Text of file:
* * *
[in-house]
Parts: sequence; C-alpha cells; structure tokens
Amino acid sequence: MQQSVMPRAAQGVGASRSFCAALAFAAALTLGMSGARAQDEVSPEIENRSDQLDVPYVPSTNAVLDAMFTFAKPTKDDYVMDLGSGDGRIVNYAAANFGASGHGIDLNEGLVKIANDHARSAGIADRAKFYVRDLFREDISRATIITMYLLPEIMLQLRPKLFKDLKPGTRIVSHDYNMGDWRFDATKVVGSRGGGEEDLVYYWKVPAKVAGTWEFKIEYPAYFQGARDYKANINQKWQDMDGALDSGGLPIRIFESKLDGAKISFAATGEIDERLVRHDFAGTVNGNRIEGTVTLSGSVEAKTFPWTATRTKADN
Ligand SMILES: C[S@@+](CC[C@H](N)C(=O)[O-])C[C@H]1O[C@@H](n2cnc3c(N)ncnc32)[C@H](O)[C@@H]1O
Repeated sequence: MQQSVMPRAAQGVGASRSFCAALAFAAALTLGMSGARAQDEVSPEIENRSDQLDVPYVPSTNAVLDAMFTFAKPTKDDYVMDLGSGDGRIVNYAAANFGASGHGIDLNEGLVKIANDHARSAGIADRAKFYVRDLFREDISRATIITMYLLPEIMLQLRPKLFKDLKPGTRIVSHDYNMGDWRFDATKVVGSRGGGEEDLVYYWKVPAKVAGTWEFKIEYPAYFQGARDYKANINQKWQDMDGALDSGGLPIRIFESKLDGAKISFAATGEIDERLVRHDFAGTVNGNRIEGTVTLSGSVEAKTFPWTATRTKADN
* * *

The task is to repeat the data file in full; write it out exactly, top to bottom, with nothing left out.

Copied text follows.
[in-house]
Parts: sequence; C-alpha cells; structure tokens
Amino acid sequence: MQQSVMPRAAQGVGASRSFCAALAFAAALTLGMSGARAQDEVSPEIENRSDQLDVPYVPSTNAVLDAMFTFAKPTKDDYVMDLGSGDGRIVNYAAANFGASGHGIDLNEGLVKIANDHARSAGIADRAKFYVRDLFREDISRATIITMYLLPEIMLQLRPKLFKDLKPGTRIVSHDYNMGDWRFDATKVVGSRGGGEEDLVYYWKVPAKVAGTWEFKIEYPAYFQGARDYKANINQKWQDMDGALDSGGLPIRIFESKLDGAKISFAATGEIDERLVRHDFAGTVNGNRIEGTVTLSGSVEAKTFPWTATRTKADN
Ligand SMILES: C[S@@+](CC[C@H](N)C(=O)[O-])C[C@H]1O[C@@H](n2cnc3c(N)ncnc32)[C@H](O)[C@@H]1O
Repeated sequence: MQQSVMPRAAQGVGASRSFCAALAFAAALTLGMSGARAQDEVSPEIENRSDQLDVPYVPSTNAVLDAMFTFAKPTKDDYVMDLGSGDGRIVNYAAANFGASGHGIDLNEGLVKIANDHARSAGIADRAKFYVRDLFREDISRATIITMYLLPEIMLQLRPKLFKDLKPGTRIVSHDYNMGDWRFDATKVVGSRGGGEEDLVYYWKVPAKVAGTWEFKIEYPAYFQGARDYKANINQKWQDMDGALDSGGLPIRIFESKLDGAKISFAATGEIDERLVRHDFAGTVNGNRIEGTVTLSGSVEAKTFPWTATRTKADN